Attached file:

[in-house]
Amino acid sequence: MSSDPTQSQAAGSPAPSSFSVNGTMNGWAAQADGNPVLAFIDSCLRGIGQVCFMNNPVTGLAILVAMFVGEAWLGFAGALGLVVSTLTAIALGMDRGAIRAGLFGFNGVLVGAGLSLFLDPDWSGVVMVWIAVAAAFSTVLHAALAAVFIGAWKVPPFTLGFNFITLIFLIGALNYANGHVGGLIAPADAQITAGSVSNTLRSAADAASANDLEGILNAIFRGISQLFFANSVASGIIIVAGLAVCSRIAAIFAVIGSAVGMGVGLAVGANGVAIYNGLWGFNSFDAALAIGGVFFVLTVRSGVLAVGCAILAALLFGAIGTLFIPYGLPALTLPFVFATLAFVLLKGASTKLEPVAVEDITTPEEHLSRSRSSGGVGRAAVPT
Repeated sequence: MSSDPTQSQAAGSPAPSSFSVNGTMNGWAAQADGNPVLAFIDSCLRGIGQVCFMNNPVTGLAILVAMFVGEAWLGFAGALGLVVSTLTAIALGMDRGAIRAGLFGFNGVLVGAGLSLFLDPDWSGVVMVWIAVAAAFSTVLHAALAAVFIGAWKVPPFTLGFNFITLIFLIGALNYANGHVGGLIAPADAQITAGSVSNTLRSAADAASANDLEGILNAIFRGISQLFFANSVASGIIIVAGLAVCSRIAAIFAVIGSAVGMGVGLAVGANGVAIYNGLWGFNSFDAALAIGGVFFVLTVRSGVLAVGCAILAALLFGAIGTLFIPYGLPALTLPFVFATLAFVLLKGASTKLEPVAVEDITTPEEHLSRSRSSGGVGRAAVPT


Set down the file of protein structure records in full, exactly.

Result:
[in-house]
Amino acid sequence: MSSDPTQSQAAGSPAPSSFSVNGTMNGWAAQADGNPVLAFIDSCLRGIGQVCFMNNPVTGLAILVAMFVGEAWLGFAGALGLVVSTLTAIALGMDRGAIRAGLFGFNGVLVGAGLSLFLDPDWSGVVMVWIAVAAAFSTVLHAALAAVFIGAWKVPPFTLGFNFITLIFLIGALNYANGHVGGLIAPADAQITAGSVSNTLRSAADAASANDLEGILNAIFRGISQLFFANSVASGIIIVAGLAVCSRIAAIFAVIGSAVGMGVGLAVGANGVAIYNGLWGFNSFDAALAIGGVFFVLTVRSGVLAVGCAILAALLFGAIGTLFIPYGLPALTLPFVFATLAFVLLKGASTKLEPVAVEDITTPEEHLSRSRSSGGVGRAAVPT
Repeated sequence: MSSDPTQSQAAGSPAPSSFSVNGTMNGWAAQADGNPVLAFIDSCLRGIGQVCFMNNPVTGLAILVAMFVGEAWLGFAGALGLVVSTLTAIALGMDRGAIRAGLFGFNGVLVGAGLSLFLDPDWSGVVMVWIAVAAAFSTVLHAALAAVFIGAWKVPPFTLGFNFITLIFLIGALNYANGHVGGLIAPADAQITAGSVSNTLRSAADAASANDLEGILNAIFRGISQLFFANSVASGIIIVAGLAVCSRIAAIFAVIGSAVGMGVGLAVGANGVAIYNGLWGFNSFDAALAIGGVFFVLTVRSGVLAVGCAILAALLFGAIGTLFIPYGLPALTLPFVFATLAFVLLKGASTKLEPVAVEDITTPEEHLSRSRSSGGVGRAAVPT